- SEC Is Probing Dealings by Banks and Companies in Loan Securities (WSJ)
- Japan GPIF asset review not aimed at supporting domestic stocks (Reuters)
- Chinese families clash with police, slam Malaysia over lost plane (Reuters)
- Russian Capital Flight Surges in First Quarter, Fueled by Ukraine Crisis (WSJ)
- Democrats ditch Nate Silver after data whiz predicts dismal midterm outcome (DN)
- China’s Urbanization Loses Momentum as Growth Slows (BBG)
For more than two decades China has abided by former leader Deng Xiaoping’s “keep a low profile” strategy in foreign affairs. But things are changing — China is ready to take on a leadership role in international affairs, and the world may benefit from it. Does the goal of a more stable and prosperous world necessitate a China that’s more active and assertive in global affairs.
Chart 1 proves it is crystal clear that every time the US Federal Reserve acts to "save us" from one crisis, it directly sows the seeds for an even bigger crisis in the future.
China, Japan and the US are the three largest economies in the world. Each country is currently in the midst of highly-significant policy maneuvers. The Fed is bringing QE to an end. China is dealing with the credit bubble issues outlined above. Japan is lifting its consumption tax from 5% to 8%. Japan’s hike in 1997 from 3% to 5% pushed the economy into a recession. In addition, Russian sanctions could magnify and potentially take a large bite out of global economic growth. Portfolios will need to adapt to this changing environment. Just about everyone is anticipating higher Treasury yields. Most PM’s are short duration. However, the term premium is falling quickly. The technical chart looks outstanding on the long end. Macro factors are also beginning to align. I believe the next 50bps in the 30year (yield) is shaping up to be a move toward lower (not higher) yields. Portfolios are ill-prepared.
If there was one thing that the market was demanding after last night's disappointing March HSBC manufacturing PMI, which has now fallen so low, local market participants are convinced a stimulus is imminent (despite China's own warnings not to expect this), and sent both the SHCOMP and the CNY surging, it would have been further weak data out of Europe, where the other possible, if not probable, "QE-stimulus" bank is located now that the Fed is in full taper mode. It didn't get precisely that however there was a step in the right direction when overnight the Euro area Composite Flash PMI eased marginally from 53.3 to 53.2 in March, largely as expected. The country breakdown showed a narrowing of the Germany/France Composite PMI gap owing to a notable (3.7pt) increase in the French PMI while the German PMI eased somewhat (1.4pt). On the basis of past correlations, a Euro area Composite PMI of 53.2 is consistent with GDP growth of around +0.4%qoq, slightly stronger than our Current Activity Indicator (+0.35%qoq).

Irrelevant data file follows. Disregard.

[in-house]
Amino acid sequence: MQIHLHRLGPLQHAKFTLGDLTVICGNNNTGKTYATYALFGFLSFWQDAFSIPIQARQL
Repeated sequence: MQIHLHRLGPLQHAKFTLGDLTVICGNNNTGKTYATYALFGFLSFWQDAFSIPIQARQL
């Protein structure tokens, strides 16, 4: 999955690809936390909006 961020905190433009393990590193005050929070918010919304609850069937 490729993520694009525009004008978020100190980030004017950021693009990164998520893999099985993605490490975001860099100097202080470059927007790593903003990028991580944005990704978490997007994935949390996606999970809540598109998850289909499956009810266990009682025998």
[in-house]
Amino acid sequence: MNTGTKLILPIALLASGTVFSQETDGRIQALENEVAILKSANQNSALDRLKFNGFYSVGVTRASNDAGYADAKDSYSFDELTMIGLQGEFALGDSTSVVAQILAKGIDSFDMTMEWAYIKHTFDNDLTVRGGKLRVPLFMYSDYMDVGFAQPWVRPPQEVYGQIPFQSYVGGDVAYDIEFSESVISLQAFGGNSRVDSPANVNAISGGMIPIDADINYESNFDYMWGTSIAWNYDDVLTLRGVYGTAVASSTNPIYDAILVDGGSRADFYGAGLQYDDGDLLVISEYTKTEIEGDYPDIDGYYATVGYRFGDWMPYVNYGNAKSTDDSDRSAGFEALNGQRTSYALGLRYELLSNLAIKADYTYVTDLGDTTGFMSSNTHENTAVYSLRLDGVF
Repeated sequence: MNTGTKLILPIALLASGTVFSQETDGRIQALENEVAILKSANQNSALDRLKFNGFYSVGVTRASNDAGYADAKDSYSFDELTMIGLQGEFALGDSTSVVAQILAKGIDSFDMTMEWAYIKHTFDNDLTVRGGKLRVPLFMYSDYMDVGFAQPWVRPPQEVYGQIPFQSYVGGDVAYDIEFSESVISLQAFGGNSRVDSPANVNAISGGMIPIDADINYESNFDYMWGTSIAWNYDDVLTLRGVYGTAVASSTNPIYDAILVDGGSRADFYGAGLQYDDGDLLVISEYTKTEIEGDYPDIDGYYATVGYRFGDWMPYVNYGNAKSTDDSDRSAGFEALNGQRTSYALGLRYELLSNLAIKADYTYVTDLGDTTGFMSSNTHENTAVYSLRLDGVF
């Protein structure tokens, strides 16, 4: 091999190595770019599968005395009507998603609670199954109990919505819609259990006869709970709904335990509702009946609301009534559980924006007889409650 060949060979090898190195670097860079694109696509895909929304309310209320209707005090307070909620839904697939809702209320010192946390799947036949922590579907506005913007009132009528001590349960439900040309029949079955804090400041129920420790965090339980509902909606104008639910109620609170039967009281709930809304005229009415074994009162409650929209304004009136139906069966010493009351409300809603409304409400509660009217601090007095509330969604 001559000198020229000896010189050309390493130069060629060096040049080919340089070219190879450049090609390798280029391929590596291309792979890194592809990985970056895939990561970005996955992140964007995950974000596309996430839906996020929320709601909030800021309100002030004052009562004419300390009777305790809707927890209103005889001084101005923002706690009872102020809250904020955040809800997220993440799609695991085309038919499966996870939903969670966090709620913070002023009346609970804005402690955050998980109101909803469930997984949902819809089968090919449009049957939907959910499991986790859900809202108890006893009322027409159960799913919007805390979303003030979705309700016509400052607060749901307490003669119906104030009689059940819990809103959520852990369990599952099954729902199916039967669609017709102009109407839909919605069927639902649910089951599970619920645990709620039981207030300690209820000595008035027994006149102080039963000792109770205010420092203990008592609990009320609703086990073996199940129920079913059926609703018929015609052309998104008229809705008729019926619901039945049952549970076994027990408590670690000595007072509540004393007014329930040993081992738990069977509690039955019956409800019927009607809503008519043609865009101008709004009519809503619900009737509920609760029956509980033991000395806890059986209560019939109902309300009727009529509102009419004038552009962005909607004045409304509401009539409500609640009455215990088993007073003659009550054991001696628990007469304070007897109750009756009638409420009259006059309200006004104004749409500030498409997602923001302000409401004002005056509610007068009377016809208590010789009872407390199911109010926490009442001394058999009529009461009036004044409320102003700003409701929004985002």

Inspired by Scotland's hopes for independence and hot on the heels of Crime'a 95% preference for accession to Russia, 89% of the citizens of Venice voted for their own sovereign state in a ‘referendum’ on independence from Italy. As The Daily Mail reports, the proposed ‘Repubblica Veneta’ includes the five million inhabitants of the Veneto region and has been largely driven by the wealthy 'who are tired of supporting the poor and crime-ridden south' (Venice pays EUR71bn in taxes and receives only EUR21bn in services and investment). The ballot appointed a committee of ten who immediately declared independence from Italy. Venice may now start withholding taxes from Rome. Wonder why the US, Europe, and Japan have not announced the referendum "illegal" and announced sanctions yet?
I think we are now even more strongly in a good-news-is-bad-news (and vice-versa) world. If we start seeing some strong economic data come out over the next few weeks and months, then I think the market - particularly the bond market and emerging markets - could get pretty squirrelly. Not that US stocks would be immune from this. Remember, the modern day Goldilocks environment for stocks has nothing to do with a happy medium between growth and inflation, but everything to do with growth being weak enough to keep an accommodative Fed in play. Strong growth data would augment a Common Knowledge structure that the Fed is on track to raise rates sooner and more rather than later and less, and that's no fun for anyone. Then again, if global growth data remains weak - and you really can't look at what's coming out of China, Europe, or Japan and think that the global growth story is anything but weak - that creates enough uncertainty about the Fed's path (not to mention the cover for political and economic Powers That Be to wage a full-scale media war to keep monetary policy in QE la-la land forever) to support the markets. Sounds a lot like Freedonia to me. Rufus T. Firefly for President?
A dispassionate look at the main considerations for investors in the week ahead.
The situation with Russia should give investors and traders a reason to brush up on their history, as current events take root in things that happened 50, 100, and 200 years ago. To understand this, can provide perspective, during an information war, where it's not easy for some to separate facts from beliefs and propoganda (on both sides). The relationship between US and Russia has always been interesting, as we shall explore.
The cultural divide
Weekly outlook for the major currencies, from a technical perspective.